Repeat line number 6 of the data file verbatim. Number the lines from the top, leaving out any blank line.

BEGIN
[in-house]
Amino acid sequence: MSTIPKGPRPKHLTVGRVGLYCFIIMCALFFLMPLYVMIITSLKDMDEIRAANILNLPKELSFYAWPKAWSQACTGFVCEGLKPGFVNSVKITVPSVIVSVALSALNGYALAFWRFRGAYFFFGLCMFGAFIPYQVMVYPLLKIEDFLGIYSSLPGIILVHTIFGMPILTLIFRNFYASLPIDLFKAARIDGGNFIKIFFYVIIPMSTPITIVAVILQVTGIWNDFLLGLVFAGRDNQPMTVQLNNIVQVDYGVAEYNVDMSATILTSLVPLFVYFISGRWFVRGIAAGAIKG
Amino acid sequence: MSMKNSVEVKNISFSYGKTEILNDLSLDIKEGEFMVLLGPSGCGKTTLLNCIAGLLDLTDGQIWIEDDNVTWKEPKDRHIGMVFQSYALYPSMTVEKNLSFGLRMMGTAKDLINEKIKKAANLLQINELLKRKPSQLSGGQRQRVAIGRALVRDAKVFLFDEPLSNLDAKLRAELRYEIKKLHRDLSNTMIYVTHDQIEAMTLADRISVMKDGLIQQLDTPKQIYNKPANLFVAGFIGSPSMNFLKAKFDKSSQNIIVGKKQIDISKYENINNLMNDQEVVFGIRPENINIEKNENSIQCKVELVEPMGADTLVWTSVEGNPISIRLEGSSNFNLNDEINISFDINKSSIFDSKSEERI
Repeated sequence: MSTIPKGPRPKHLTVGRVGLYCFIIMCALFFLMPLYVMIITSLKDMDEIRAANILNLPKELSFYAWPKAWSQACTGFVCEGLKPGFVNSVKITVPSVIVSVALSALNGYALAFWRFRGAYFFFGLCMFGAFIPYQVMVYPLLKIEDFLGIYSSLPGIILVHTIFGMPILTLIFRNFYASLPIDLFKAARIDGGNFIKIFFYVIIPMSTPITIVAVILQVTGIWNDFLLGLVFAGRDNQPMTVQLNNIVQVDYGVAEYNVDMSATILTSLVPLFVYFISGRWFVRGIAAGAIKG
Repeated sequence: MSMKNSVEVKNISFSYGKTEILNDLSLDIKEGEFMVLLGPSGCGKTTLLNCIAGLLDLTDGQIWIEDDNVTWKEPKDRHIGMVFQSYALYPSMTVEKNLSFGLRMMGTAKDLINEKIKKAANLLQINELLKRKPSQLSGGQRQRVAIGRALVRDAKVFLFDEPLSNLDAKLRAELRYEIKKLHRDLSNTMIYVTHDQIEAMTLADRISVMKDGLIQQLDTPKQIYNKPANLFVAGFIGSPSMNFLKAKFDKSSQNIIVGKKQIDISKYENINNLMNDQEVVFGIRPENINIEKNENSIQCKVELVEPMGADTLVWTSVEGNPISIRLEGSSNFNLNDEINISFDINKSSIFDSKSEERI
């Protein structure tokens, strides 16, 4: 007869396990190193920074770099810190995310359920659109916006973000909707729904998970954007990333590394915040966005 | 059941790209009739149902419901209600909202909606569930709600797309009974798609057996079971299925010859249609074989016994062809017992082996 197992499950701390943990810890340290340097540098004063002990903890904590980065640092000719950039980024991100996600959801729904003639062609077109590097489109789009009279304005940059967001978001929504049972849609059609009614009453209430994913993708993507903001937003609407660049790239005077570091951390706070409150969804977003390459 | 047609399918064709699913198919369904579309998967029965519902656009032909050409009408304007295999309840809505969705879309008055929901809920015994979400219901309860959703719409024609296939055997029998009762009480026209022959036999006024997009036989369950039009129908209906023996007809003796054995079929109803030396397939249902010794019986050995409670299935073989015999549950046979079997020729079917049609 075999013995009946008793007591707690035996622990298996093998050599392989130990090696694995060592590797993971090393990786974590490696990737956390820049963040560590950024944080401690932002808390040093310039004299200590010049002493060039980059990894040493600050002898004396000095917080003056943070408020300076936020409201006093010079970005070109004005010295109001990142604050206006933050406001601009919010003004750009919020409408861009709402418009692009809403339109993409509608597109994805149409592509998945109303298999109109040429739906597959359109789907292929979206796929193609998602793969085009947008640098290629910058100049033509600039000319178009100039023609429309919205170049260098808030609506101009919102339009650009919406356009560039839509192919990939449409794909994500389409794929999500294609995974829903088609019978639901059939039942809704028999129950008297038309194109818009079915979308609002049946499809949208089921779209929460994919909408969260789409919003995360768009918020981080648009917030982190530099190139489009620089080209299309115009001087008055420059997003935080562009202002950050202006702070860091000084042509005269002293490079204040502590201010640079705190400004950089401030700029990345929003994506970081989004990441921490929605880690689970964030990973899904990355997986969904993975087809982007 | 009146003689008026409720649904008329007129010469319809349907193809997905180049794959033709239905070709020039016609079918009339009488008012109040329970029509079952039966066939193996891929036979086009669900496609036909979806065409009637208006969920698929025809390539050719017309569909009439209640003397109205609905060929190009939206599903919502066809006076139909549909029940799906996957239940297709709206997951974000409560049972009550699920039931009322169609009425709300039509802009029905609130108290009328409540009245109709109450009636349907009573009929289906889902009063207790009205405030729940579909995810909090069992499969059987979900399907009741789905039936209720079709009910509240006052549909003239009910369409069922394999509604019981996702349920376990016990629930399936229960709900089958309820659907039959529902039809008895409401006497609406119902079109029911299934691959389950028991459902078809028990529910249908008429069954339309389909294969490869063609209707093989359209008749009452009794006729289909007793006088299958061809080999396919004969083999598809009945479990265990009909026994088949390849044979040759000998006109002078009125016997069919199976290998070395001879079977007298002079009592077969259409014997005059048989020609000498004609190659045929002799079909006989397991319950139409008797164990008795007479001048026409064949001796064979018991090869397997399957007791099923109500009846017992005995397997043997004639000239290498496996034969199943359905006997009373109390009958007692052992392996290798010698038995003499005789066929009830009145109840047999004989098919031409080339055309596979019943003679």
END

């Protein structure tokens, strides 16, 4: 007869396990190193920074770099810190995310359920659109916006973000909707729904998970954007990333590394915040966005 | 059941790209009739149902419901209600909202909606569930709600797309009974798609057996079971299925010859249609074989016994062809017992082996 197992499950701390943990810890340290340097540098004063002990903890904590980065640092000719950039980024991100996600959801729904003639062609077109590097489109789009009279304005940059967001978001929504049972849609059609009614009453209430994913993708993507903001937003609407660049790239005077570091951390706070409150969804977003390459 | 047609399918064709699913198919369904579309998967029965519902656009032909050409009408304007295999309840809505969705879309008055929901809920015994979400219901309860959703719409024609296939055997029998009762009480026209022959036999006024997009036989369950039009129908209906023996007809003796054995079929109803030396397939249902010794019986050995409670299935073989015999549950046979079997020729079917049609 075999013995009946008793007591707690035996622990298996093998050599392989130990090696694995060592590797993971090393990786974590490696990737956390820049963040560590950024944080401690932002808390040093310039004299200590010049002493060039980059990894040493600050002898004396000095917080003056943070408020300076936020409201006093010079970005070109004005010295109001990142604050206006933050406001601009919010003004750009919020409408861009709402418009692009809403339109993409509608597109994805149409592509998945109303298999109109040429739906597959359109789907292929979206796929193609998602793969085009947008640098290629910058100049033509600039000319178009100039023609429309919205170049260098808030609506101009919102339009650009919406356009560039839509192919990939449409794909994500389409794929999500294609995974829903088609019978639901059939039942809704028999129950008297038309194109818009079915979308609002049946499809949208089921779209929460994919909408969260789409919003995360768009918020981080648009917030982190530099190139489009620089080209299309115009001087008055420059997003935080562009202002950050202006702070860091000084042509005269002293490079204040502590201010640079705190400004950089401030700029990345929003994506970081989004990441921490929605880690689970964030990973899904990355997986969904993975087809982007 | 009146003689008026409720649904008329007129010469319809349907193809997905180049794959033709239905070709020039016609079918009339009488008012109040329970029509079952039966066939193996891929036979086009669900496609036909979806065409009637208006969920698929025809390539050719017309569909009439209640003397109205609905060929190009939206599903919502066809006076139909549909029940799906996957239940297709709206997951974000409560049972009550699920039931009322169609009425709300039509802009029905609130108290009328409540009245109709109450009636349907009573009929289906889902009063207790009205405030729940579909995810909090069992499969059987979900399907009741789905039936209720079709009910509240006052549909003239009910369409069922394999509604019981996702349920376990016990629930399936229960709900089958309820659907039959529902039809008895409401006497609406119902079109029911299934691959389950028991459902078809028990529910249908008429069954339309389909294969490869063609209707093989359209008749009452009794006729289909007793006088299958061809080999396919004969083999598809009945479990265990009909026994088949390849044979040759000998006109002078009125016997069919199976290998070395001879079977007298002079009592077969259409014997005059048989020609000498004609190659045929002799079909006989397991319950139409008797164990008795007479001048026409064949001796064979018991090869397997399957007791099923109500009846017992005995397997043997004639000239290498496996034969199943359905006997009373109390009958007692052992392996290798010698038995003499005789066929009830009145109840047999004989098919031409080339055309596979019943003679």